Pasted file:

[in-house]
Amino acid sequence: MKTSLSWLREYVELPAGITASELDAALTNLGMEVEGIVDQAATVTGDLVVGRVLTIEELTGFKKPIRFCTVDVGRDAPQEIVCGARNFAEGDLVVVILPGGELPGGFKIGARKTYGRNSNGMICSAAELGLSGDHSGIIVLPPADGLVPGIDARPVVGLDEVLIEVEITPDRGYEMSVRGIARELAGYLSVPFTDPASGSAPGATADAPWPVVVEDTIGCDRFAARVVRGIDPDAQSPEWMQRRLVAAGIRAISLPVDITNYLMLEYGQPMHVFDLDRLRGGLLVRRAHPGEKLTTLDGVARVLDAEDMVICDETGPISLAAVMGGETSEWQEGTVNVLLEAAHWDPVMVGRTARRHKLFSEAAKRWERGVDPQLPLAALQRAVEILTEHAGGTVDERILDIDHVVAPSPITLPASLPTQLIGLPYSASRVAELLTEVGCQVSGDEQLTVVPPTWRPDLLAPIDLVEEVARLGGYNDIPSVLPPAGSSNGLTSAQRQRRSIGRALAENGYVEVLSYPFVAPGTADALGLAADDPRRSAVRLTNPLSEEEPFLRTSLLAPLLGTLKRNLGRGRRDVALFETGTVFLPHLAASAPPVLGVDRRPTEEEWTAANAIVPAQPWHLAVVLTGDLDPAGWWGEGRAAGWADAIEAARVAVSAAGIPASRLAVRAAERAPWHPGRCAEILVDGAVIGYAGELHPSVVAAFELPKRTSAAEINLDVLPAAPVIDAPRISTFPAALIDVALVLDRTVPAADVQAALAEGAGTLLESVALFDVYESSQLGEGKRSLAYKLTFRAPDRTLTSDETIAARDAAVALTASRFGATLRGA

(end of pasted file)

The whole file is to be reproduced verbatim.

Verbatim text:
[in-house]
Amino acid sequence: MKTSLSWLREYVELPAGITASELDAALTNLGMEVEGIVDQAATVTGDLVVGRVLTIEELTGFKKPIRFCTVDVGRDAPQEIVCGARNFAEGDLVVVILPGGELPGGFKIGARKTYGRNSNGMICSAAELGLSGDHSGIIVLPPADGLVPGIDARPVVGLDEVLIEVEITPDRGYEMSVRGIARELAGYLSVPFTDPASGSAPGATADAPWPVVVEDTIGCDRFAARVVRGIDPDAQSPEWMQRRLVAAGIRAISLPVDITNYLMLEYGQPMHVFDLDRLRGGLLVRRAHPGEKLTTLDGVARVLDAEDMVICDETGPISLAAVMGGETSEWQEGTVNVLLEAAHWDPVMVGRTARRHKLFSEAAKRWERGVDPQLPLAALQRAVEILTEHAGGTVDERILDIDHVVAPSPITLPASLPTQLIGLPYSASRVAELLTEVGCQVSGDEQLTVVPPTWRPDLLAPIDLVEEVARLGGYNDIPSVLPPAGSSNGLTSAQRQRRSIGRALAENGYVEVLSYPFVAPGTADALGLAADDPRRSAVRLTNPLSEEEPFLRTSLLAPLLGTLKRNLGRGRRDVALFETGTVFLPHLAASAPPVLGVDRRPTEEEWTAANAIVPAQPWHLAVVLTGDLDPAGWWGEGRAAGWADAIEAARVAVSAAGIPASRLAVRAAERAPWHPGRCAEILVDGAVIGYAGELHPSVVAAFELPKRTSAAEINLDVLPAAPVIDAPRISTFPAALIDVALVLDRTVPAADVQAALAEGAGTLLESVALFDVYESSQLGEGKRSLAYKLTFRAPDRTLTSDETIAARDAAVALTASRFGATLRGA